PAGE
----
The Grey Man
"I have already told you of the sickness and confusion that comes with time travelling. And this time I was not seated properly in the saddle, but sideways and in an unstable fashion. For an indefinite time I clung to the machine as it swayed and vibrated, quite unheeding how I went, and when I brought myself to look at the dials again I was amazed to find where I had arrived. One dial records days, another thousands of days, another millions of days, and another thousands of millions. Now, instead of reversing the levers I had pulled them over so as to go forward with them, and when I came to look at these indicators I found that the thousands hand was sweeping round as fast as the seconds hand of a watch—into futurity. Very cautiously, for I remembered my former headlong fall, I began to reverse my motion. Slower and slower went the circling hands until the thousands one seemed motionless and the daily one was no longer a mere mist upon its scale. Still slower, until the grey haze around me became distincter and dim outlines of an undulating waste grew visible.
"I stopped. I was on a bleak moorland, covered with a sparse vegetation, and grey with a thin hoarfrost. The time was midday, the orange sun, shorn of its effulgence, brooding near the meridian in a sky of drabby grey. Only a few black bushes broke the monotony of the scene. The great buildings of the decadent men among whom, it seemed to me, I had been so recently, had vanished and left no trace, not a mound even marked their position. Hill and valley, sea and river—all, under the wear and work of the rain and frost, had melted into new forms. No doubt, too, the rain and snow had long since washed out the Morlock tunnels. A nipping breeze stung my hands and face. So far as I could see there were neither hills, nor trees, nor rivers: only an uneven stretch of cheerless plateau.
"Then suddenly a dark bulk rose out of the moor, something that gleamed like a serrated row of iron plates, and vanished almost immediately in a depression. And then I became aware of a number of faint-grey things, coloured to almost the exact tint of the frost-bitten soil, which were browsing here and there upon its scanty grass, and running to and fro. I saw one jump with a sudden start, and then my eye detected perhaps a score of them. At first I thought they were rabbits, or some small breed of kangaroo. Then, as one came hopping near me, I perceived that it belonged to neither of these groups. It was plantigrade, its hind legs rather the longer; it was tailless, and covered with a straight greyish hair that thickened about the head into a Skye terrier's mane. As I had understood that in the Golden Age man had killed out almost all the other animals, sparing only a few of the more ornamental, I was naturally curious about the creatures. They did not seem afraid of me, but browsed on, much as rabbits would do in a place unfrequented by men; and it occurred to me that I might perhaps secure a specimen.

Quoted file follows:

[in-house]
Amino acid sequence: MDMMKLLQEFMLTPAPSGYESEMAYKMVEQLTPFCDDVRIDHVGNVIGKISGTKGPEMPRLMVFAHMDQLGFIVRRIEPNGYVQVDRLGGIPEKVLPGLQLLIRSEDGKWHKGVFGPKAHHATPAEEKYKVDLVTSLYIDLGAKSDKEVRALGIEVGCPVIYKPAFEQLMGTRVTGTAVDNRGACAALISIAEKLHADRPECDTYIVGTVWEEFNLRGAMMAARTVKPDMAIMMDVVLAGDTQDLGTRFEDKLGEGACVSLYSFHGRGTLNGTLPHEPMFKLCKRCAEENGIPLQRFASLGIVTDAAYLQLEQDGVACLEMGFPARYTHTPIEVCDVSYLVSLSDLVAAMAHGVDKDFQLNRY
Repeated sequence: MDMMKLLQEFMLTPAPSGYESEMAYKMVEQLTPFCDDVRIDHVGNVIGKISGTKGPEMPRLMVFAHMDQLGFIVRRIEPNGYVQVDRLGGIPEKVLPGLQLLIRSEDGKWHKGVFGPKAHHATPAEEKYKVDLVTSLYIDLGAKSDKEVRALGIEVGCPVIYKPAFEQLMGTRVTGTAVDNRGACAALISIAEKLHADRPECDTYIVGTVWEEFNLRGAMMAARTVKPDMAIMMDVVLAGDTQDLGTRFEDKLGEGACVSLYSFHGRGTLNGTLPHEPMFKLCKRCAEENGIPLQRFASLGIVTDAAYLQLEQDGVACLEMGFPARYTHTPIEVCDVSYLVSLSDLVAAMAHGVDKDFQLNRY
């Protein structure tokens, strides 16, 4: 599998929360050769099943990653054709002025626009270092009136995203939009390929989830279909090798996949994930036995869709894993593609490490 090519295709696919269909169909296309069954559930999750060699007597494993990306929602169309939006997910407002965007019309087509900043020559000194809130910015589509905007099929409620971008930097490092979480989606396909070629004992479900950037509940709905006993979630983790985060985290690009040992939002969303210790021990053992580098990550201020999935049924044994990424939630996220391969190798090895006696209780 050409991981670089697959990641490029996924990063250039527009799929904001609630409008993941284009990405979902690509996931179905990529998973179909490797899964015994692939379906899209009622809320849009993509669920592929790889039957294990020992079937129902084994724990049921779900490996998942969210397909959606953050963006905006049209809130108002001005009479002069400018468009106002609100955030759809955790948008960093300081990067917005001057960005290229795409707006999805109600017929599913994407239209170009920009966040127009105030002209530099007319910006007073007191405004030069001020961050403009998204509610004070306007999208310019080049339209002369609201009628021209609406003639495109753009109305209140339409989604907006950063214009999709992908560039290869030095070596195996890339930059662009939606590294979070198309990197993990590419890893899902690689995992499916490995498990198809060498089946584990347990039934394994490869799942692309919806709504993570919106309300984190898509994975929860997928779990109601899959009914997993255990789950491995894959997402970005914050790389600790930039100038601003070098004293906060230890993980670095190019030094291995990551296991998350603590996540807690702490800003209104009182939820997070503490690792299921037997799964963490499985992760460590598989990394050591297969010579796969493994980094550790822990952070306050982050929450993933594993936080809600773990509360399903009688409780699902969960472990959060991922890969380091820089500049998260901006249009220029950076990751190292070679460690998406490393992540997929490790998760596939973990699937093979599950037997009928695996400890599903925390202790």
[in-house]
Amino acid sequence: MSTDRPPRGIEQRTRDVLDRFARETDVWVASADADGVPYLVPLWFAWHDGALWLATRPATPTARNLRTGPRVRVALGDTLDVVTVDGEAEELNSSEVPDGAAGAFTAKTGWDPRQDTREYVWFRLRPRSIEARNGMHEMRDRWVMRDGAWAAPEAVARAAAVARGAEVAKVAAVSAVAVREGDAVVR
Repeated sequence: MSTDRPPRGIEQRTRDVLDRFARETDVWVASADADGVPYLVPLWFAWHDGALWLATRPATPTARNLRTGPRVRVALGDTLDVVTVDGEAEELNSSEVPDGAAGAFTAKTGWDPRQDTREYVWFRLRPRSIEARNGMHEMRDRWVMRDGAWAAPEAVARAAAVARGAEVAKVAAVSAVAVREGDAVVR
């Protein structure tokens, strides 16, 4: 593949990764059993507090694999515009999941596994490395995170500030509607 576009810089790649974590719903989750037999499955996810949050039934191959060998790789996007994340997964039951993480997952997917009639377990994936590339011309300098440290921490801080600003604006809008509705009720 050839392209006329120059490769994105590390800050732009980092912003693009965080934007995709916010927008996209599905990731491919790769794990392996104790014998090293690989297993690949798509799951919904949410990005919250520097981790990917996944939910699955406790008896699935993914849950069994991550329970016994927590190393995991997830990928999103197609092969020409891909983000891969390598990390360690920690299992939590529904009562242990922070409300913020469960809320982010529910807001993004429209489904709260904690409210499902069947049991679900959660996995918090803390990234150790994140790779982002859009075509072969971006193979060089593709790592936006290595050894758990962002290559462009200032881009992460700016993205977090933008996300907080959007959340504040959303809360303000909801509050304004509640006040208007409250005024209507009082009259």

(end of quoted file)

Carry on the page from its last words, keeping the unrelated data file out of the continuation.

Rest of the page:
"I got off the machine, and picked up a big stone. I had scarcely done so when one of the little creatures came within easy range. I was so lucky as to hit it on the head, and it rolled over at once and lay motionless. I ran to it at once. It remained still, almost as if it were killed. I was surprised to see that the things had five feeble digits to both its fore and hind feet—the fore feet, indeed, were almost as human as the fore feet of a frog. It had, moreover, a roundish head, with a projecting forehead and forward-looking eyes, obscured by its lank hair. A disagreeable apprehension flashed across my mind. As I knelt down and seized my capture, intending to examine its teeth and other anatomical points which might show human characteristics, the metallic-looking object, to which I have already alluded, reappeared above a ridge in the moor, coming towards me and making a strange clattering sound as it came. Forthwith the grey animals about me began to answer with a short, weak yelping—as if of terror—and bolted off in a direction opposite to that from which this new creature approached. They must have hidden in burrows or behind bushes and tussocks, for in a moment not one of them was visible.